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----- Original Message -----
From: "Vinay K. Chaudhri" <Vinay.Chaudhri@xxxxxxx>
To: "[ontolog-forum]" <ontolog-forum@xxxxxxxxxxxxxxxx>
Sent: Tuesday, April 11, 2006 1:18 PM
Subject: Re: [ontolog-forum] Summary on language and ontology (03)
> Hello All:
> This point was quite eloquently made by Drew McDermott in his seminal
> technical note
> Artificial Intelligence Meets Natural Stupidity
> This article makes a very interesting read, and is available at:
> Adam Pease wrote:
>> My thanks to Patrick for persevering with this discussion, and taking
>> the time to organize it for everyone's benefit.
>> At 12:03 PM 4/11/2006, Patrick Durusau wrote:
>>> Adam Pease and I continued our discussion off-list and we both think
>>> that the results of that discussion may be of broader interest.
>>> I asked Adam to be more specific about what he means by: "meaing is
>>> contained in the formal mathematics?"
>>> The reason I asked that is I was interpreting the "terms," "linguistic
>>> names" to be meaningful in and of themselves.
>>> Adam responded with the following explanation:
>>> The meaning of '+' has a formal definition (at least thanks to the
>>> Principia Mathematica). The issue of grounding '+' to language or
>>> thought is orthogonal to its formal meaning. The meaning of the
>>> arithmetic symbols is no more and no less than their formal mathematical
>>> definition. So it is with terms in a formal ontology.
>>> If I define
>>> (instance ?X Human)
>>> (instance ?X Mammal))
>>> or in conventional logic notation
>>> Human(x) -> Mammal(x) ,
>>> unless I make additional formal statements, this is identical in meaning
>>> Foo(x) -> Bar(x)
>>> The meaning of the terms is not in the linguistic names of the terms,
>>> but in its formal mathematical definition.
>>> What was the "A ha!" moment for me was realizing that Adam meant that in
>>> the formal statement Human(x) -> Mammal(x), that Human(x) and Mammal(x)
>>> only have the meaning that is defined by the operator, ->. The meaning
>>> of the terms is defined by the operator in formal statements.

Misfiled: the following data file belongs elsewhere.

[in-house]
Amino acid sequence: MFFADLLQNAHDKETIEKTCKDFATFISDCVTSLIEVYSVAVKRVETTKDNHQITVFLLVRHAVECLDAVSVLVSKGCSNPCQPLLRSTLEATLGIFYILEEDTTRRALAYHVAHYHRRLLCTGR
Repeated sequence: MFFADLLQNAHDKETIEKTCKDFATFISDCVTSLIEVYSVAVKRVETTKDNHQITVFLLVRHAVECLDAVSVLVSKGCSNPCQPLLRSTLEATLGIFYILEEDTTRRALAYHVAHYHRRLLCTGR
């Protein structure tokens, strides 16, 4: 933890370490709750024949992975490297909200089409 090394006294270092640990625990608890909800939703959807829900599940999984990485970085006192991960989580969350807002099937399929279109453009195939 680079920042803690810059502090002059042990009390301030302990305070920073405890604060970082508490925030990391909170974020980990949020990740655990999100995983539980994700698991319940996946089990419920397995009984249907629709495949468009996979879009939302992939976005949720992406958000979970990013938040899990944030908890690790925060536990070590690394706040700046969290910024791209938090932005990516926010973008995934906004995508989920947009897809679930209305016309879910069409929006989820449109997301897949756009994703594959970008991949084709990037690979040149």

>>> Granted that with a single formal statement we don't know much, a
>>> cumulation of formal statements "define" the terms or linguistic labels.
>>> Each part of the complete "definition" of a term is defined by the
>>> formal operators in the statements in the ontology.
>>> Where I was going off-track was in thinking that the terms or linguistic
>>> labels had more meaning than was being defined by the formal operator.
>>> When I posted the foregoing to Adam, he pointed out that defining
>>> meaning was not limited to operators. I had just assumed that but he
>>> suggested the following to make that clear:
>>> We're getting very close here. The only refinement I'd suggest is that
>>> it's not just logical operators like '=>', 'and', 'or' etc. that give
>>> terms meaning, but also relations and functions, as well as the entire
>>> relationship (which includes another or several other terms).
>>> For example (using SUO-KIF and existing SUMO terms):
>>> (instance ?X Head)
>>> (part ?Y ?X))
>>> (exists (?Z)
>>> (instance ?Z Organism)
>>> (part ?Y ?Z))))
>>> The formal meaning of "Head" is provided by a number of axioms, but even
>>> in this axiom, it's not just the logical operators of '=>', 'and' and
>>> 'exists' that provide that meaning, but the entire statement, including
>>> the relationship to "Organism" formed by the entire statement, and the
>>> use of the particular SUMO relation "part".
>>> Note that Adam's original point about the linguistic label "Head" still
>>> obtains. The label has no "intrisic" meaning, only formal meaning as
>>> Hope everyone is having a great day!
>>> Patrick Durusau
>>> Chair, V1 - Text Processing: Office and Publishing Systems Interface
>>> Co-Editor, ISO 13250, Topic Maps -- Reference Model
>>> Member, Text Encoding Initiative Board of Directors, 2003-2005
>>> Topic Maps: Human, not artificial, intelligence at work!
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>>> Shared Files: http://ontolog.cim3.net/file/
>>> Community Wiki: http://ontolog.cim3.net/wiki/ To Post:
>> Adam Pease
>> http://www.ontologyportal.org - Free ontologies and tools
>> Message Archives: http://ontolog.cim3.net/forum/ontolog-forum/
>> Shared Files: http://ontolog.cim3.net/file/
>> Community Wiki: http://ontolog.cim3.net/wiki/ To Post:
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